Announcing the flexible transit trip planner

The trip planner revolution Trip planners based off GTFS data have revolutionized public transit in the United States. Just 12 years ago, the only trip planners were expensive, proprietary, poorly functioning, and designed for individual systems. Now, a “Google Trip Planner” widget is ubiquitous on the websites of larger agencies and common even for systems with…

Transitland, towards a more robust open-source transit software stack — interview with Drew Dara-Abrams

Transitland is opening up doors to conveniently find and use transit data (see Thomas’s earlier June 2016 Trillium blog post on Transitland). To get a full understanding of the Transitland project, its ambitions, and the opportunities it is opening, I talked with Drew Dara-Abrams (Twitter: @drewdaraabrams), head of mobility products at Mapzen. Below is the full text of our interview. Thank you, Drew, for…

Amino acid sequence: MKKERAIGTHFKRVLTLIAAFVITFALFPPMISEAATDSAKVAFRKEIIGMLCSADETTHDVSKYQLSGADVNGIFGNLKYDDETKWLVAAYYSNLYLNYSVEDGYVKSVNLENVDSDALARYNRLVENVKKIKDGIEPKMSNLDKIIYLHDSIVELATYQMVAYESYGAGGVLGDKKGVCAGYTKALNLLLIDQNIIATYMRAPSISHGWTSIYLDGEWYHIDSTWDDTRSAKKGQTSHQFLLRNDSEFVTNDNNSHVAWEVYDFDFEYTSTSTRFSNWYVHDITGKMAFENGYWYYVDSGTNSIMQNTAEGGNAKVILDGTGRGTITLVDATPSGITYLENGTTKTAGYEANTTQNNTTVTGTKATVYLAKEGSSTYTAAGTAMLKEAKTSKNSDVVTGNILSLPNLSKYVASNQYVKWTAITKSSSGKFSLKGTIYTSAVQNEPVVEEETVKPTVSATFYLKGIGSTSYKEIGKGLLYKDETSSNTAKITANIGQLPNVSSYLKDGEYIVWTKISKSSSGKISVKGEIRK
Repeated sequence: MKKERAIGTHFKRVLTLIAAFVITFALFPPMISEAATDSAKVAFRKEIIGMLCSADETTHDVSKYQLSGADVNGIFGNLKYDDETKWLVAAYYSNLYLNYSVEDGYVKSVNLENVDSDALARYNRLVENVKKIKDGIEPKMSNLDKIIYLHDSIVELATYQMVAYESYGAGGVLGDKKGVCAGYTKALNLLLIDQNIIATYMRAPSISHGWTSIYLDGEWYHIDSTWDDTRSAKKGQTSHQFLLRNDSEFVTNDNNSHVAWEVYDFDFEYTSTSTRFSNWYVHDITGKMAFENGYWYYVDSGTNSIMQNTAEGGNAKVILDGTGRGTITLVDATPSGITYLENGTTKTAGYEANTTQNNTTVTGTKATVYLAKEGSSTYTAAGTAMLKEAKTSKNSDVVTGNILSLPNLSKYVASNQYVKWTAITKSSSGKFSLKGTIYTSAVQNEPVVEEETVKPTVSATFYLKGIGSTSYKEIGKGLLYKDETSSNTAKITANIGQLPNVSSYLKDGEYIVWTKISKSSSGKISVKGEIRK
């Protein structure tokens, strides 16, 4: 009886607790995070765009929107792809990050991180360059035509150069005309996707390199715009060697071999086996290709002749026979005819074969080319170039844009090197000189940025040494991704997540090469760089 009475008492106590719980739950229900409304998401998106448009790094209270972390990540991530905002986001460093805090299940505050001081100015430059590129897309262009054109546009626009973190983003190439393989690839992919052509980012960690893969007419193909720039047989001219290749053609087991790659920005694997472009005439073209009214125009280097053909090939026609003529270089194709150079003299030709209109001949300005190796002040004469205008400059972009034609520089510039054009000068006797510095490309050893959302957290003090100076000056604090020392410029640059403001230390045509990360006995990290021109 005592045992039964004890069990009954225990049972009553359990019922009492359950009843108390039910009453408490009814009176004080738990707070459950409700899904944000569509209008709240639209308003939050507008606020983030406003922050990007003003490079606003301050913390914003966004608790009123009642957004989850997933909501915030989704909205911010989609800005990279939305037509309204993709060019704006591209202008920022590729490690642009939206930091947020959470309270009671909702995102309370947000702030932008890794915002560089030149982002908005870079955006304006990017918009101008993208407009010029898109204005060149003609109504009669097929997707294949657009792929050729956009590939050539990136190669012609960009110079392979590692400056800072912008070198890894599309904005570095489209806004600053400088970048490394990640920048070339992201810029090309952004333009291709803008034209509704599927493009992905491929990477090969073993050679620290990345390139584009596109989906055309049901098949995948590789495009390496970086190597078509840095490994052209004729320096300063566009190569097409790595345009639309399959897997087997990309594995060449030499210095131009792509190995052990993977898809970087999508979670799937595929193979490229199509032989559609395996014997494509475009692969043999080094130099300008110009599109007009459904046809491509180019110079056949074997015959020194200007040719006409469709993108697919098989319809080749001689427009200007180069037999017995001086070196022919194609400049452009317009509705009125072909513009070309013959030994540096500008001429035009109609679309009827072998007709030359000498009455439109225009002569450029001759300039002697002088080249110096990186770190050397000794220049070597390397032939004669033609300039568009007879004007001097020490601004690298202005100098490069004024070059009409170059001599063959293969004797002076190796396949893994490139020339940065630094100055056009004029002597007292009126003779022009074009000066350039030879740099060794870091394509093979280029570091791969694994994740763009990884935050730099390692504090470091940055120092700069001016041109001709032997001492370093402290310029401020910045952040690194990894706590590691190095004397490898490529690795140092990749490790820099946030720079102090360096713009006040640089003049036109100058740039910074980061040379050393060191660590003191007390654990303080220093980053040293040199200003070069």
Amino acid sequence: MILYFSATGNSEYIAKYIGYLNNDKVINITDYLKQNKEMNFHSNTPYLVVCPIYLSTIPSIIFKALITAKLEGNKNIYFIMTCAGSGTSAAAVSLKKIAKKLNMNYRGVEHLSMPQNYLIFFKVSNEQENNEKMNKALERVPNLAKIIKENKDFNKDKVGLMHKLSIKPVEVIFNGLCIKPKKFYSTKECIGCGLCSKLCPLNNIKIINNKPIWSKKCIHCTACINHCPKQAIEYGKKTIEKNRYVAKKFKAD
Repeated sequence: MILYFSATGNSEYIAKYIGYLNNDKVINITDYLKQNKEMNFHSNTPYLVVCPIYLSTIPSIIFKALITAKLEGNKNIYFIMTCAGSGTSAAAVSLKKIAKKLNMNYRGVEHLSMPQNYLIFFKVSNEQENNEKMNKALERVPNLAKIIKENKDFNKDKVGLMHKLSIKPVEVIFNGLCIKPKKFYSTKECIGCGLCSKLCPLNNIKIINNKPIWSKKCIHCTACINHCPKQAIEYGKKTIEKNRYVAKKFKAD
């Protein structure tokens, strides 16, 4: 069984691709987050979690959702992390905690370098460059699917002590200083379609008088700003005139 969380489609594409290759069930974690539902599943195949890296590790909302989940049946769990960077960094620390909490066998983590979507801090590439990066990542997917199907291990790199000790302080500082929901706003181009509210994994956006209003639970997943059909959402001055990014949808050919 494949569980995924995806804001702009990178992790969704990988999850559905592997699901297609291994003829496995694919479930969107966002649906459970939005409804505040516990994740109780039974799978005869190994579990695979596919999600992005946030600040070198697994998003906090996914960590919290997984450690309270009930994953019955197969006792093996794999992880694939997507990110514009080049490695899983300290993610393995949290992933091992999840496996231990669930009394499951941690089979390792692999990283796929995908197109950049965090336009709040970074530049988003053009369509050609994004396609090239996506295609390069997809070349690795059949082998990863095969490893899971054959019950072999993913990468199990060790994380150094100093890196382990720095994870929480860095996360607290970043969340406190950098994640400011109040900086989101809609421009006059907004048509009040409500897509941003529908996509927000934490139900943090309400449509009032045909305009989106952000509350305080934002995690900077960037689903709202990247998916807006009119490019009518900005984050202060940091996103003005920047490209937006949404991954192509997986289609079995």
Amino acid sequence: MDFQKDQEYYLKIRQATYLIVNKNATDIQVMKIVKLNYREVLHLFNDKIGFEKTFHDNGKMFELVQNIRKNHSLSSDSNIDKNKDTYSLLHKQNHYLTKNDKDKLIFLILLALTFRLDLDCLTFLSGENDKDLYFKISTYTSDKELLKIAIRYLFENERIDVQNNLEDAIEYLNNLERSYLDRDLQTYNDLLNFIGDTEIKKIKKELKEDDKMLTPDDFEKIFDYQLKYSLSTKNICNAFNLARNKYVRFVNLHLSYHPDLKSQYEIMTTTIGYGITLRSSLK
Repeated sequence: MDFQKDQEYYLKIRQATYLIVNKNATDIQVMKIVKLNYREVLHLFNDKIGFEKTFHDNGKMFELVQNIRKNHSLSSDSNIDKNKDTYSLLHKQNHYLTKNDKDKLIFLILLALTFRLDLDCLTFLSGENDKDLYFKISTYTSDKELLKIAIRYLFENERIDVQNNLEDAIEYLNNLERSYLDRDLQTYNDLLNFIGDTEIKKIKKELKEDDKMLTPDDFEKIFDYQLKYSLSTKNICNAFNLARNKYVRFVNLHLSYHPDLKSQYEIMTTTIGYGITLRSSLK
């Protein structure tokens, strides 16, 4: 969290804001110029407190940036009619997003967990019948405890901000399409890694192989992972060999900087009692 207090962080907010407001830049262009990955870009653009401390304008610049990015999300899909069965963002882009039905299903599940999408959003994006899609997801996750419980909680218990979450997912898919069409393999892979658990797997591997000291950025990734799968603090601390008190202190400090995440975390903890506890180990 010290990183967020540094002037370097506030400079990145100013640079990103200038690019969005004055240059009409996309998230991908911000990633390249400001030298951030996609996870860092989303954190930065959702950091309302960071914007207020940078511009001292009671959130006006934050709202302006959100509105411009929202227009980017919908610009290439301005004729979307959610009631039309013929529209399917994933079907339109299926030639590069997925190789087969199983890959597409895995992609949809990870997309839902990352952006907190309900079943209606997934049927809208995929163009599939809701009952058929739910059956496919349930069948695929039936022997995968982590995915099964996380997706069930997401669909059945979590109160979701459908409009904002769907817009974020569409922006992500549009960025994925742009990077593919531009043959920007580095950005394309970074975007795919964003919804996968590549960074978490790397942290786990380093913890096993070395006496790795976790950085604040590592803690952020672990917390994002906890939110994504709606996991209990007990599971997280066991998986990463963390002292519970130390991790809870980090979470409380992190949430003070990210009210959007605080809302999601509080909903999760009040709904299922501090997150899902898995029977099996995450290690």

GTFS and its potential around the world

The World Bank and other international development agencies have recognized the value of interoperable transportation data formats — GTFS in particular — for improving traveler information resources and transportation system planning processes around the world. The February 2015 Urban Transport and ICT Capacity Building (PDF) report is worth a read. This is Holly Krambeck‘s completion report on the World Bank’s efforts…

Multimodal transportation data formats (& gaps) roundup, July 2016

How do we describe the whole transportation network? Introduction: towards comprehensive data The multimodal transportation network is greater than the sum of its parts. Abundant mode options — including public transit, bikeshare, carshare, ride hailing (TNC), rideshare, and vanpool — complement each other to serve different travel needs efficiently. But a transportation network with so many dimensions…